LinkedIn is a business-oriented social networking site founded in December 2002 and launched in May 2003[1] mainly used for professional networking. As of December 2007, its site traffic was 3.2 million visitors per month, growing at an annual growth rate of about 485%.[2] As of May 2008, it had more than 22 million registered users,[3] spanning 150 industries.

It is described as a business social networking site: you sign up as a member for free, fill out information about yourself relevant to your networking aspirations and seek to make contacts with other LinkedIn members. You can search for other members based on various criteria and invite them to join your own network, building a virtual database of contact details. You also can access second and third degree contacts – persons known to your first level contacts – via your first level contacts. Theoretically, this web of contacts is intended to generate jobs and business opportunities. Employers and corporate members can list jobs and search unconnected members for likely candidates. This is where the site’s profit margin comes from: recruiters or businesses that wish to be able to mine the profiles of members outside the contact network pay for the privilege. For the rest of us, LinkedIn represents a “gated access approach”, intended to provide members with a sense of security regarding their information and the quality of contacts. There is also a forum called LinkedIn Answers which permits members to pose questions to the community for general discussion. LinkedIn Groups allows you to join a group based on your school, your industry or your profession.

For the mobile user, LinkedIn started a stripped down mobile version in February, 2008.

The value of LinkedIn and comparisons to the wildly popular social networking sites MySpace and Facebook are not new topics. Over a year ago, Seamus McCauley wrote in his blog “Virtual Economics” that the problem with LinkedIn is that it doesn’t do anything. “You sign up, you find some colleagues, you link to them and then…nothing.” Umair, in the blog BubbleEdge Generation, claims the real problem with LinkedIn is that there is no meaningful opportunity for interaction: LinkedIn is too clean compared to the “ugly, nasty, digital ghetto” of MySpace. In other words, LinkedIn apparently has sacrificed open dialog for gated security. The commenters on these blogs do not necessarily agree with these conclusions, describing circumstances in which LinkedIn has provided them with real value. Facebook, which also has the “gate” of requiring an email upon sign up, appears to bridge the MySpace and LinkedIn models.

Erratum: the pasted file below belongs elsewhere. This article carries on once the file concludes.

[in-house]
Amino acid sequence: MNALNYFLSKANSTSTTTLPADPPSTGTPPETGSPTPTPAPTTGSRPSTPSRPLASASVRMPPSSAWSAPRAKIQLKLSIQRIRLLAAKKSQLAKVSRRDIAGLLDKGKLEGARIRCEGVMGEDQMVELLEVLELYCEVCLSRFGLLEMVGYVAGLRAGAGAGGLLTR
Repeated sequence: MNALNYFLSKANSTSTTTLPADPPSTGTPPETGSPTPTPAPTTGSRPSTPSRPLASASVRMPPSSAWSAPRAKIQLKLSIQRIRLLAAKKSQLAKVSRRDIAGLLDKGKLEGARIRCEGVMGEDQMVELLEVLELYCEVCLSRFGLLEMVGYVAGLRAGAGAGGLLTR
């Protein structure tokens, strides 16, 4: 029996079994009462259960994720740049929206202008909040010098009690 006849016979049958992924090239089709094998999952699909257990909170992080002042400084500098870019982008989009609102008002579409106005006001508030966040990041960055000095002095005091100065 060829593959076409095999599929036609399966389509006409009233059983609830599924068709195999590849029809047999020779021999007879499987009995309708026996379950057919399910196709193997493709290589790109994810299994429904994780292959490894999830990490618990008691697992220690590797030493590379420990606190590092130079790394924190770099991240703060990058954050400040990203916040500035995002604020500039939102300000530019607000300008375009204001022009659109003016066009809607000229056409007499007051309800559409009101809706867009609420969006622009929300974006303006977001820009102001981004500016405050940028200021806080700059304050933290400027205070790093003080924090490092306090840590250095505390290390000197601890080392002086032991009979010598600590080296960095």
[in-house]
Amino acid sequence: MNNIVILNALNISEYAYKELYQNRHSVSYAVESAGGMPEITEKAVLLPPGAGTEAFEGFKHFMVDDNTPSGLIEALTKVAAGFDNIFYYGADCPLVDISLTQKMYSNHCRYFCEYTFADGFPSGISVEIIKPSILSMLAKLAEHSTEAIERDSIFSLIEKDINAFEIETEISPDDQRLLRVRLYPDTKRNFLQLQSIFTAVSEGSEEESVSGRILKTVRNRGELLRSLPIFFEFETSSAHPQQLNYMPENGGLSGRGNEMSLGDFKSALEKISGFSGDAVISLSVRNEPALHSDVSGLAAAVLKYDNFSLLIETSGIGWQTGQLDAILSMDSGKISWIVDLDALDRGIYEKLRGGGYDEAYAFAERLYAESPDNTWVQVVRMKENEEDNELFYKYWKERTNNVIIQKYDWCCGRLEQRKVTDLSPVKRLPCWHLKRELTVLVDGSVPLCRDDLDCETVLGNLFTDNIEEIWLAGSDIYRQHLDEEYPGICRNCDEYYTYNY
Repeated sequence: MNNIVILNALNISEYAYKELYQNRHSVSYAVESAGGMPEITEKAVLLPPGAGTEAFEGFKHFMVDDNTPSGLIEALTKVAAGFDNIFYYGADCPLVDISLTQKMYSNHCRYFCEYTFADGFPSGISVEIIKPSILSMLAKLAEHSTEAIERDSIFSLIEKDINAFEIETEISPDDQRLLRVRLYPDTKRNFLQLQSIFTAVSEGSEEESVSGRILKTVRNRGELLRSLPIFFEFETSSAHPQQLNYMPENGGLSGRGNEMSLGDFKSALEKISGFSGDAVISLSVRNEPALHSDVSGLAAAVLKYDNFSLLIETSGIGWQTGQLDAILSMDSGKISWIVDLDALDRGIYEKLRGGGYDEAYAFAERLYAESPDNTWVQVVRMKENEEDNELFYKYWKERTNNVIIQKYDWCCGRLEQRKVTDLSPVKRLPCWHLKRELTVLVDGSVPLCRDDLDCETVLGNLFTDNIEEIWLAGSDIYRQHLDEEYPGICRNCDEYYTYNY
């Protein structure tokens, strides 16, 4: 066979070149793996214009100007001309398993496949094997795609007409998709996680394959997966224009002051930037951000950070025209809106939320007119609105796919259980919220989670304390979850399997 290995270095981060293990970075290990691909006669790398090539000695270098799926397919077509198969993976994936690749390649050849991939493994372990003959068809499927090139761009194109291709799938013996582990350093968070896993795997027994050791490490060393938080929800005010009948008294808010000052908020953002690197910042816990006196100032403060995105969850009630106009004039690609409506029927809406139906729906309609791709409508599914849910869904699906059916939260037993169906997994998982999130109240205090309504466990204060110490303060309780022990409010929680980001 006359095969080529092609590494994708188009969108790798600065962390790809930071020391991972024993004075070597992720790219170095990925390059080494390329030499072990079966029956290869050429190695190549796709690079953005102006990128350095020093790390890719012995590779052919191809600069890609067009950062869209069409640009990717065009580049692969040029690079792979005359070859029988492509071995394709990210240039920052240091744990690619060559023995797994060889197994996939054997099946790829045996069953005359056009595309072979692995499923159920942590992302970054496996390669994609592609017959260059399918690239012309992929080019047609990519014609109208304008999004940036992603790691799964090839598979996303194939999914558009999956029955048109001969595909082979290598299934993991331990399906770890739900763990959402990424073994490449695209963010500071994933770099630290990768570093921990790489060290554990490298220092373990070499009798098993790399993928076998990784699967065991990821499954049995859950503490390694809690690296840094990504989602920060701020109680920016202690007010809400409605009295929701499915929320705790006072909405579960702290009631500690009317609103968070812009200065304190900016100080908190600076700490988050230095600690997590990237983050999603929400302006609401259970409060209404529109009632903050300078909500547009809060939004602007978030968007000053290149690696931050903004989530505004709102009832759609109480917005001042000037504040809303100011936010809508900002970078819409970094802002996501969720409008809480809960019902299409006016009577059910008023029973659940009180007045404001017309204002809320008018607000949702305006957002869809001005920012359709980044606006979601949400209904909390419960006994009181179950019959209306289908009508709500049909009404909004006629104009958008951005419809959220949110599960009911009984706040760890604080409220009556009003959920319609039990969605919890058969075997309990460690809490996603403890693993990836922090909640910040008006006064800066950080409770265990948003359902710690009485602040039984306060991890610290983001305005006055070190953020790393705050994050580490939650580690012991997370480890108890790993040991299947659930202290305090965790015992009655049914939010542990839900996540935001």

There does appear to be some utility in LinkedIn, however, as its growing popularity attests to. The following chart, from simplyhired.com shows an increase in jobs secured through LinkedIn, although the other sites, which have an overall numbers advantage, have shown a similar increase during the same period.

 

"We Want To Spread The Knowledge For Free Over The Internet"

Have you heard of PreCYdent? If you are a legal researcher and you haven’t, you should take notice. Heck, if you are one of the big Two, you know – Westlaw and Lexus, you probably should take notice too. This Web-based legal research site promises a more internet-like search interface and legal authority for FREE – my favorite word. The site is supported by advertising. It was formed in April, 2006 by Tom Smith in San Diego and Antonio Tomarchio in Milan, Italy. PreCYdent utilizes the same search technology as the major Web search engines. At this time, the database includes U.S. Supreme Court and the U.S. Court of Appeals cases from 12 states, with all 50 states to follow within the next few months. It even includes a citator service. PreCYdent also offers the Web 2.0 experience of an on-line community where people can share knowledge, experience and assistance. I find the ability to “rate” cases intriguing.

Check out an advertisement / tutorial prepared by Mr. Tomarchio on YouTube:

I learned from the clip that I can install a widget on my website that will point to a PreCYdent search. I think I will add one. Stay tuned to http://advantageadvocates.com for your chance to try PreCydent.

For more, visit http://advantageadvocates.com